Lately, it seems everything’s coming up Hawkeye. This summer, we got a brief glimpse of the Arrowed Avenger on the big screen in Thor. We’ll get to see a lot more of Clint in next summer’s much anticipated Avengers movie.
But what about comics?
Next month Hawkeye stars in Avengers: Solo written by Jen Van Meter with art by Roger Robinson. In the new mini-series Hawkeye uncovers a grisly conspiracy that threatens the reputation of the Avengers, and it’s all down to Clint to protect his friends. The book also includes a backup story by Jim McCann and Clayton Henry featuring Hank Pym and the kids of Avengers Academy.
We were able to chat with writer Jen Van Meter about her take on Clint Barton and a few other characters in the Marvel universe.
iFanboy: Over the past couple of years we’ve seen Hawkeye go from kind of a supporting character to more of a team leader and a real superhero in his own right. What’s your take on Clint and how he fits into the Avengers team dynamic?
Jen Van Meter: It’s a funny thing — I think that Clint sees himself as kind of a rebel within the Avengers, in the sense that no matter how much he may admire or respect a colleague, he’s always going to be willing to challenge any of them if he disagrees. It feels, to me, like an assertion of his belonging–his right to talk back–and also one of his important roles in that group– the guy will speak truth to power, any power. I’ve been thinking a lot lately about different presentations I’ve read of his joining the Avengers– did he want it with all his heart or was it a more calculated desire to get himself where the spotlight was? I tend to feel more swayed by that first notion, that even when he might say, “I don’t need this,” he does. This is the family he chose for himself, you know? And given his painful personal history, that chosen family’s safety and soundness are enormously important to him.
iF: Most recently Clint lost his eyesight for a bit, will that come into play in your story?
JVM: Not directly, but yes; I’m writing a Hawkeye who’s given some real thought recently to what it feels like to be vulnerable, to feel like your identity is on the line because of something you can’t undo by yourself.
iF: I really like your perspective on Clint as a character; can you tell us a bit about the story for Avengers: Solo?
JVM: It’s structured like a mystery/thriller; a man asks Hawkeye to help him find his missing sister, and everything rolls out from that. What he finds is a pretty ghastly conspiracy that threatens the reputation of some of his fellow Avengers, so he’s doubly motivated to do something about it without involving them. I’m sticking very closely with Clint — we see very little that he doesn’t — so the story is as much about his perception of what’s happening as it is about the plot.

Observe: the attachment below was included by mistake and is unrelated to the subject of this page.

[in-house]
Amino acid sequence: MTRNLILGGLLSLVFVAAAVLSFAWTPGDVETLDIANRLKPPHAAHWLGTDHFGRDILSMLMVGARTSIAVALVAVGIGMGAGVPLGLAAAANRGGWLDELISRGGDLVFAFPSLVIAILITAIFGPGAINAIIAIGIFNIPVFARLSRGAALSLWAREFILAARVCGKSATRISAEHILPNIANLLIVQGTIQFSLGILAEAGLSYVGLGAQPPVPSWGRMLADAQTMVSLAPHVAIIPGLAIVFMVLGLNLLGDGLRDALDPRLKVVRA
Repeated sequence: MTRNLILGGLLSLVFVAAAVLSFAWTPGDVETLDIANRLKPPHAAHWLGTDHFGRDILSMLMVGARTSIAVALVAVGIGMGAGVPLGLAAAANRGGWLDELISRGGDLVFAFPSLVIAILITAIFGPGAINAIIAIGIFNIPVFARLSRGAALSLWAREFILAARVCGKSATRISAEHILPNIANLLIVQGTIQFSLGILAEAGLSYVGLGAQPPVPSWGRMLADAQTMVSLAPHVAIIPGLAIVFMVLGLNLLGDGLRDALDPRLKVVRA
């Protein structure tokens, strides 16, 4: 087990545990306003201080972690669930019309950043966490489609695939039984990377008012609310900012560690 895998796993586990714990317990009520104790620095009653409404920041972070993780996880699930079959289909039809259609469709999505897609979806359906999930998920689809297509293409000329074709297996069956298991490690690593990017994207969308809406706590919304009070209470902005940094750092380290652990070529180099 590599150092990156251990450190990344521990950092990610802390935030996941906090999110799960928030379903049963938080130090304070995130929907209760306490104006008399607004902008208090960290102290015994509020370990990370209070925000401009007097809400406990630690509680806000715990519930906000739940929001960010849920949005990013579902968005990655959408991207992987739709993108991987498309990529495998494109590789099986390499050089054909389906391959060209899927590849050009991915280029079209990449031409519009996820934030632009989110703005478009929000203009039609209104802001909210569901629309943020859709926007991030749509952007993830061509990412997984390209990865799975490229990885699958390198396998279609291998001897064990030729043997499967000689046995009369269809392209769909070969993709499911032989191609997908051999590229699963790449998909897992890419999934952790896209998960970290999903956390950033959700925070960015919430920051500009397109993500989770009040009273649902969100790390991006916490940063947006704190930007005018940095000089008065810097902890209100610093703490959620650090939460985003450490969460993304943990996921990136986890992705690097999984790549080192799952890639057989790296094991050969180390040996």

iF: I understand the Trapster is playing a role in this story, how did that come about? What’s your take on Paste Pot Pete?
JVM: I don’t think it gives too much away to say that the central bad guys in the story have hired or drawn in a few Marvel villains to address a couple problems they did not foresee, and Trapster is one of them. I liked him for this because he seemed like a natural choice for the characters doing the choosing, if that makes sense; his grounding as a scientist and his particular insecurities made sense to me as things they would see as useful. My take on him? He’s a very smart and extremely bitter man who feels like all his hard work and genius never pay off or garner the respect they deserve, and one of these days all of that will combine to make him very dangerous indeed.
iF: Your recent Black Cat mini-series was a ton of fun, are there any other characters in the Marvel universe you’d like to work on?
JVM: Thanks for saying so; I’m really proud of that book and I love Felicia. Other characters? There’re so many –I’m very fond of Wolverine, Spider-Man, Ms. Marvel, Tigra, and the Heroes for Hire ‘family;’ Luke & Danny, Misty & Colleen have a great dynamic. I surprised myself not long ago, writing pitches for something involving The Hulk; I never thought he’d be a character I could enjoy writing, but I’ve come to see otherwise.
iF: I was totally not expecting you to say the Hulk. What is it about him that appealed to you?
JVM: I’ve always kind of liked the Hulk, too, but never saw myself writing him; when I started trying to come up with story ideas about him, though, I realized I’m really drawn to that lovely loneliness built into the character. People need to connect with other people –we’re pack animals, you know? To be this decent, smart, kind person, and always be haunted by your potential to lose control and hurt those around you? It’s just such a meaty character problem; I think it’s the same core conflict that draws a lot of readers to vampiric characters, but I like how the Hulk pulls that story away from an overtly sexual context, where vampire stories can hardly help hyper-sexualizing it.
iF: Do you find there’s a commonality between the characters you’re drawn to?
JVM: Gosh, that’s a hard one. I think I’m generally more interested in the nervy characters who risk getting in over their heads; I like thinking about the courage to try against the odds more than I enjoy the struggle to find a problem big enough that it’s a problem for someone with god-like capacities. I think that’s one of the reasons I enjoy the junior-varsity villains and criminals in superhero books; that they don’t give up on their whacked-out ambitions and get day jobs, despite knowing they potentially face, say, all the superheroes in New York? I don’t have to admire the goals or the means, but I get a kick out of that moxie.
Avengers: Solo hits comic shops on October 26, but here’s a preview of the first three pages, with art by Roger Robinson…